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Re^3: Cleaner way of looping through a file and stripping only certain lines?

by revdiablo (Prior)
on Dec 08, 2006 at 18:17 UTC ( #588665=note: print w/ replies, xml ) Need Help??


in reply to Re^2: Cleaner way of looping through a file and stripping only certain lines?
in thread Cleaner way of looping through a file and stripping only certain lines?

operator precedence in the open statement

Not trying to kick you while you're down (honestly! =]), and it could just be a case of me misreading your sentence, but the operator precedence ikegami explained is not limited to the open statement -- it's part of the perl parser in general.

Update: Ah, misread the original sentence indeed. Sorry 'bout that. No harm intended.


Comment on Re^3: Cleaner way of looping through a file and stripping only certain lines?
Re^4: Cleaner way of looping through a file and stripping only certain lines?
by texasperl (Sexton) on Dec 08, 2006 at 18:20 UTC
    Ha! It was a case of misreading the sentence. All the same, thanks for the reminder. Now...the task of fixing my short-circuiting/error messages in other scripts awaits me. =]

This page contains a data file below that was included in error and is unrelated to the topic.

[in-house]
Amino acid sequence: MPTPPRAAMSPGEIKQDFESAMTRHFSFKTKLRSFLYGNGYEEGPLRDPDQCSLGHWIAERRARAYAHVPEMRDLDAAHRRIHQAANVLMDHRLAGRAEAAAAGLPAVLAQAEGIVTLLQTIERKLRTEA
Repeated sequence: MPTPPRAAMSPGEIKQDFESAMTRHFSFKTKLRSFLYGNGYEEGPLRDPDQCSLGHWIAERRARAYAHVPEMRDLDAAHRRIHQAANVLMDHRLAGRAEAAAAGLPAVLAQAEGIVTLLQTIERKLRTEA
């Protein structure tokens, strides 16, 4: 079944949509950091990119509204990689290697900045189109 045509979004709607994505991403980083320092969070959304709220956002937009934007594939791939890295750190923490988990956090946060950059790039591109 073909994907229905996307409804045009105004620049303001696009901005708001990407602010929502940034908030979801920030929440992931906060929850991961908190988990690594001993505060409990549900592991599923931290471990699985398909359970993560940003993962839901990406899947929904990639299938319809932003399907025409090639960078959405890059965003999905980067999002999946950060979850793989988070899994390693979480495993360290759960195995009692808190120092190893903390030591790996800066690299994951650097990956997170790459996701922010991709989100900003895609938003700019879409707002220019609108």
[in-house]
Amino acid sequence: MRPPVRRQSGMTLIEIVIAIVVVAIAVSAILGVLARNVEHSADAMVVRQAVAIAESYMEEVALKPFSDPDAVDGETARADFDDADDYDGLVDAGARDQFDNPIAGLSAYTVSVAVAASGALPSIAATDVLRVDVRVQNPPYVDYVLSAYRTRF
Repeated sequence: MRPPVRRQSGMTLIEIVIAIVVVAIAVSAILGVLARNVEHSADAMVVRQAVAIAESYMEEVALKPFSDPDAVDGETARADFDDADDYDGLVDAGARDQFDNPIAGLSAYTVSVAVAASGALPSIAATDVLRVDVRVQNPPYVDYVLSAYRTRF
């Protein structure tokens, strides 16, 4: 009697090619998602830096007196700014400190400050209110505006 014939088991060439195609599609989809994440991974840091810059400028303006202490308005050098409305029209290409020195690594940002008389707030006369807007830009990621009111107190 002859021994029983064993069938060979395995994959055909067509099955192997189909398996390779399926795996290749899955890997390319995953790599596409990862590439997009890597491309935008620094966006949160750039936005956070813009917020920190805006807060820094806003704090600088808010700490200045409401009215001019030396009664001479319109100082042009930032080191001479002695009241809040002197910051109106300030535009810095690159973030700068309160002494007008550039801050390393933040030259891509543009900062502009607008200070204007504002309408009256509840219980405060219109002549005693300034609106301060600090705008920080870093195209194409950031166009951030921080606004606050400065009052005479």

Similarly, not using "" around the variables is not specific to open. "$var" creates a new variable which is the string representation of the specified variable. It's almost never needed, and it's often undesireable.

      In this case, your variable is already a string, and if it wasn't. If it wasn't, it would get converted to a string automatically.

      I can think of two uses for "$var":

      • When using a global variable as an argument. (For example, log_error("$@") is safer than log_error($@).)

      • When you want to explicitely specifiy the context for an overloaded object. (For example, 4 + $obj and 4 + "$obj" could have different results.) You'd only use this when you know you have an overloaded object and you know you want the string representation in a numerical, boolean or list context (i.e. never).

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